The Warrens have attached themselves to the following famous cases:
- The Amytville Horror
- A haunted ragdoll (Annabelle)
- The Perron Farmhouse witch
- A Haunting in Connecticut
- The Enfield Poltergeist
- The exorcism of a “werewolf demon.” (it’s ok if you laughed just now)
- The murder trial of Arne Cheyenne Johnson, who murdered his landlord and claimed the “devil made him do it.” The Warrens testified on his behalf. He was found guilty.
So you can see how these two are famous; they appear whenever a ghost headline shows up and then paint their names all over the result. This movie presents them in a different light. Let’s de-bunk:
- Did the Warrens have lectures at colleges like they did in this movie?
- Not exactly. They did hold lectures about the Perron family’s case during the time of the haunting and gave the Perron’s actual street address out to seas of strangers, who then traveled to the home and harassed the family. The word “lecture” isn’t appropriate; “spectacle” is. (Sidebar: they did participate in many live tv séances back in the 70’s)
- Is Ed the only non-priest demonologist recognized by the Catholic Church?
- No, the Catholic Church has stated that it does not recognize the Warrens in any way.
- Did the Warrens actually have a room full of haunted and cursed objects?
- This room exists and is currently a “museum” run out of the back of the Warrens’ home residence. I believe the fee to enter is about $12.50.
Amityville was their crown jewel, and I don’t want to spoil how much I’m going to rip it open when I deconstruct that movie. But what about the Perron family and their witch ghost? Gerald Brittle, who wrote about the events in The Demonologist: The Extraordinary Career of Ed and Lorraine Warren, admitted that the Warrens were lying about everything:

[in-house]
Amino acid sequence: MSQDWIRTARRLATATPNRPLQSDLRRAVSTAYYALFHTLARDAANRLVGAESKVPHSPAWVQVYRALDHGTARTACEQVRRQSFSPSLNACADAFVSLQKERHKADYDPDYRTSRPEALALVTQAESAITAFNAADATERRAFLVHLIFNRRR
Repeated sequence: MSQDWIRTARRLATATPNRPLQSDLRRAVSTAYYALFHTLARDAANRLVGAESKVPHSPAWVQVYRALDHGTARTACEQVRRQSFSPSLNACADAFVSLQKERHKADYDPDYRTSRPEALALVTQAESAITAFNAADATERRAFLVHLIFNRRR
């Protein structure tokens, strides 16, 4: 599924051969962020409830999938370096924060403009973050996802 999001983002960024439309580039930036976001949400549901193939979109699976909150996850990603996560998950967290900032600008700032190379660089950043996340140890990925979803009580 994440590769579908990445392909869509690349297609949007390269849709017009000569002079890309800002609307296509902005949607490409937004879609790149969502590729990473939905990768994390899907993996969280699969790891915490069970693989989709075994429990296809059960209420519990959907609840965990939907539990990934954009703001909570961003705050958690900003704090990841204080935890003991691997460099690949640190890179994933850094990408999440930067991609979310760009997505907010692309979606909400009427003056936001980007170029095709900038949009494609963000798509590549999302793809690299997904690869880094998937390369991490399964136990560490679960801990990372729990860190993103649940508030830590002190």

“Lorraine and Ed Warren’s claims of what happened in their Perron Farmhouse Case File, which the Defendants freely and publicly admit their ‘The Conjuring’ movie was based on, does not at all jive with the real historical facts,” Brittle’s attorney Patrick C. Henry II wrote. “This is a pattern of deceit that is part of a scheme that the Warrens have perpetuated for years … There are no historical facts of a witch ever existing at the Perron farmhouse, a witch hanging herself, possession, Satanic worship or child sacrifice.”
Give that article I linked to a read. You’ll find it illuminating. It details how, during the Haunting in Connecticut scam, Ed Warren tells another writer sent to pen the tale, “They’re crazy, […] All the people who come to us are crazy, that’s why they come to us. Just use what you can and make the rest up. You write scary books, right? Well, make it up and make it scary. That’s why we hired you.”